infection strategies could not only reveal vulnerable points of bacteria, but may help uncover remarkable biophysical
phenomena taking place at these small scales.
Infection mechanisms can vary across the spectrum of phage species [15, 16]. Lacking the ability to move indepen-
dently, phages simply crowd fluid environments and rely on a random encounter with a bacterium in order to land
on its surface and accomplish infection using remarkable nanometre size machinery. Typically, the receptor-binding
proteins located on the long tail fibres recognise and bind to the receptors of the host cell via a two-stage process
called phage adsorption [15]. The first stage is reversible, and is followed by irreversible attachment onto the cell
surface. Subsequently, the genetic material is ejected from their capsid-shaped head, through their tail, which is a
hollow tube, into the bacterium [17, 18].
While all phages need to find themselves on the surface of the cell body for infection to take place, there is a
class of phages, called flagellotropic phages, that first attach to the flagellar filaments of bacteria. Examples include
the χ-phage infecting Escherichia coli (E. coli) and Salmonella typhimurium (Salmonella), the phage PBS1 infecting
Bacillus subtilis (B. subtilis) and the recently discovered phage vB VpaS OWB (for short OWB) infecting Vibrio
parahaemolyticus (V. parahaemolyticus) [19], illustrated in Fig. 2.
Given the fact that phages are themselves incapable of moving independently and that the distance they would have
to traverse along the flagellar filament is large compared to their size, they must find an active means of progressing
along the flagellar filament. In Ref. [22], electron microscopy images of the flagellotropic χ-phage, shown in Figs. 2C
and D, were provided to show that the mechanism by which χ-phage infects E. coli consists of travelling along the
outside of the flagellar filament until it reaches the base of the flagellar filament where it ejects its DNA.
A possible mechanism driving the translocation of χ-phage along the flagellar filament was first proposed in Berg
and Anderson’s seminal paper as the ‘nut-and-bolt’ mechanism [23]. Their paper is best known for establishing that
bacteria swim by rotating their flagellar filaments. One of the supporting arguments was the proposed mechanism

3
FIG. 2. Flagellotropic phages: (A) Attachment of phage OWB to V. parahaemolyticus [19]. Red arrows indicate phage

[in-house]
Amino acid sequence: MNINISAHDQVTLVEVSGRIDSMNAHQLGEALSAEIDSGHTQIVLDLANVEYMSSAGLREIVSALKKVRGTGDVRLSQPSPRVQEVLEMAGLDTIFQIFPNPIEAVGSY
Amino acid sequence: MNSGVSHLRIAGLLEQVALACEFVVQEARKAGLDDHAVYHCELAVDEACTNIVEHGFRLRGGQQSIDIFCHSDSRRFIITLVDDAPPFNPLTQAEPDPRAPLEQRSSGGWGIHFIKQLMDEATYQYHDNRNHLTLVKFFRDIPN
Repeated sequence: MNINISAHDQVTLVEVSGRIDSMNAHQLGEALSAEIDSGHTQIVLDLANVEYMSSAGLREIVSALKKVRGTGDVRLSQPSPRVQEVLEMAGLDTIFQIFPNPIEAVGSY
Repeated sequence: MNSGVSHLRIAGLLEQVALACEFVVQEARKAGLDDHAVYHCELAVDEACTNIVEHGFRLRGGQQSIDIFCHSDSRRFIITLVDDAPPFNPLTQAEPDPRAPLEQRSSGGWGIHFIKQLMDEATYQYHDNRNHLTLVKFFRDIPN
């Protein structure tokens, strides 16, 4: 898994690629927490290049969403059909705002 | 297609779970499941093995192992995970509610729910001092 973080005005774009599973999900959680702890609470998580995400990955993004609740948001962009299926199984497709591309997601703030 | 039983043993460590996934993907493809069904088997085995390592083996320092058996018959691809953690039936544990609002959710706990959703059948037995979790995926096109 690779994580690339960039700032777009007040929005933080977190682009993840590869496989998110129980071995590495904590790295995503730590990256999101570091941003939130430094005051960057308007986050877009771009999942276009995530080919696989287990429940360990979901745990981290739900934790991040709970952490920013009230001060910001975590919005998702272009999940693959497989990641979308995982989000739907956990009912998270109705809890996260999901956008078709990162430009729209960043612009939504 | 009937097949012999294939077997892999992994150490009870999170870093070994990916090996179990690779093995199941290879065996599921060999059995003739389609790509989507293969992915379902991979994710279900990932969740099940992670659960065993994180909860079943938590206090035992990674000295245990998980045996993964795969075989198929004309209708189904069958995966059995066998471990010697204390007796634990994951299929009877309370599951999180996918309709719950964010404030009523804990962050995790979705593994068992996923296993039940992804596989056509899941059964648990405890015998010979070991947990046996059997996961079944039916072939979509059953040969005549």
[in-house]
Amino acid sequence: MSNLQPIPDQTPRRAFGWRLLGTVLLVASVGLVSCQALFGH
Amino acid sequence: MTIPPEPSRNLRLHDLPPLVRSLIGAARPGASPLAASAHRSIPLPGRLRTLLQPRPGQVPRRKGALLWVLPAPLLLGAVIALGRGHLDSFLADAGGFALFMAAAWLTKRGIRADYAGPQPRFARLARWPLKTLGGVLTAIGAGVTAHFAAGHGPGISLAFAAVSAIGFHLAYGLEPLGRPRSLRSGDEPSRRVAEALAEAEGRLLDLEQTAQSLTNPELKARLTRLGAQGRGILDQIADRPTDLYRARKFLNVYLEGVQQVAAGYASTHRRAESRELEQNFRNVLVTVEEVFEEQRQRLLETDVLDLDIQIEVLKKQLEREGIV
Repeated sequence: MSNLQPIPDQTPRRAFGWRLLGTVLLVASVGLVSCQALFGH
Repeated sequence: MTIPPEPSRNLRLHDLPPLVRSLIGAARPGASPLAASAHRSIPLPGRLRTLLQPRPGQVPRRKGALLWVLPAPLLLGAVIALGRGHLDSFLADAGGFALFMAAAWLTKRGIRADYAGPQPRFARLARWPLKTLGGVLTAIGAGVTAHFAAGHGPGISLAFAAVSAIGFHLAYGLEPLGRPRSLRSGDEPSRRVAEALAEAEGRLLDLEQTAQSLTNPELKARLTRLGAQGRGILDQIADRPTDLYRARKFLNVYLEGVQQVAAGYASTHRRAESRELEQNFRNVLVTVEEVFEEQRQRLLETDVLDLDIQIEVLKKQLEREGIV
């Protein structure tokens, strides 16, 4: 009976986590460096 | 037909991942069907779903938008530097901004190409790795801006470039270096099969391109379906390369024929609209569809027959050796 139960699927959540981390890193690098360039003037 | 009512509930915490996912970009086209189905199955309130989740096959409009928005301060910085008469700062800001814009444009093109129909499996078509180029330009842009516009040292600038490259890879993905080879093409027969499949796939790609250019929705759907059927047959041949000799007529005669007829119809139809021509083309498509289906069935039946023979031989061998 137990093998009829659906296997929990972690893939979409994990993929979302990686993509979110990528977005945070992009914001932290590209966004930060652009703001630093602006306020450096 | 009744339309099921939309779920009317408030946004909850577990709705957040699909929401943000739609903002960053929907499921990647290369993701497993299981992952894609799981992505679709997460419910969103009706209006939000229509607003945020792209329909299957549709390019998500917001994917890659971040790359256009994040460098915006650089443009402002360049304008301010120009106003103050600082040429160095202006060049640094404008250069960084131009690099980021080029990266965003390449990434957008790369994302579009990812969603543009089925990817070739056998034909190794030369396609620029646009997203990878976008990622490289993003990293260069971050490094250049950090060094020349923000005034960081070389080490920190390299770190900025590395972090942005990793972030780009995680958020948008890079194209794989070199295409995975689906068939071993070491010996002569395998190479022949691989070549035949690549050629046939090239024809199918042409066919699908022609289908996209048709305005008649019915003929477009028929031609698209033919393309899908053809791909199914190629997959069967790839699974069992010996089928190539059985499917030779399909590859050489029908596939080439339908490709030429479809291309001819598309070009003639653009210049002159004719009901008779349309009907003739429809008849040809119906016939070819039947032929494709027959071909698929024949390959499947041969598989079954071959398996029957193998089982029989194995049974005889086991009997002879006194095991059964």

particles. (B) Phage PBS1 adsorbed to the flagellar filament of a B. Subtilis bacterium with its tail fibres wrapped around the
flagellar filament in a helical shape with a pitch of 35 nm [20]. The phage hexagonal head capsid measures 120 nm from edge
to edge [21]. Reprinted (amended) by permission from American Society for Microbiology from Raimondo LM, Lundh NP,
Martinez RJ, “Primary Adsorption Site of Phage PBS1: the Flagellum of Bacillus”, J. Virol., 1968, 2 (3), 256-264, Copyright
1968, American Society for Microbiology. (C) χ-phage of E. coli [22]. The head measures 65 to 67.5 nm between the parallel
sides of the hexagon [22]; (D) χ-phage at different times between attachment on the flagellar filament of E. coli and reaching
the base of the filament [22]. Arrows point to the bases of the flagella. Panels C-D: Reprinted (amended) by permission from
American Society for Microbiology from Schade SZ, Adler J, Ris H, “How Bacteriophage χ Attacks Motile Bacteria”, J. Virol.,
1967, 1 (3), 599-609, Copyright 1967, American Society for Microbiology.
where the phage plays the role of the nut and the bolt is the flagellar filament, with the grooves between the helical
rows of flagellin molecules making up the flagellar filament serving as the threads [23] (Figs. 3A and B). A phage
would then wrap around the flagellar filament and the rotation of the latter would result in the translocation of the
phage along it.
A mutant of Salmonella that has straight flagellar filaments, but possesses the same helical screw-like surface due
to the arrangement of the flagellin molecules [24] is non-motile due to the lack of chiral shape yet fully sensitive to
χ-phage [26], i.e. the phages manage to get transported to the base of the flagellar filament. This is consistent with
the nut-and-bolt mechanism and was used as evidence that the flagellar filament is rotating [23].
More evidence in support of the nut-and-bolt mechanism were provided 26 years after its inception in a work studying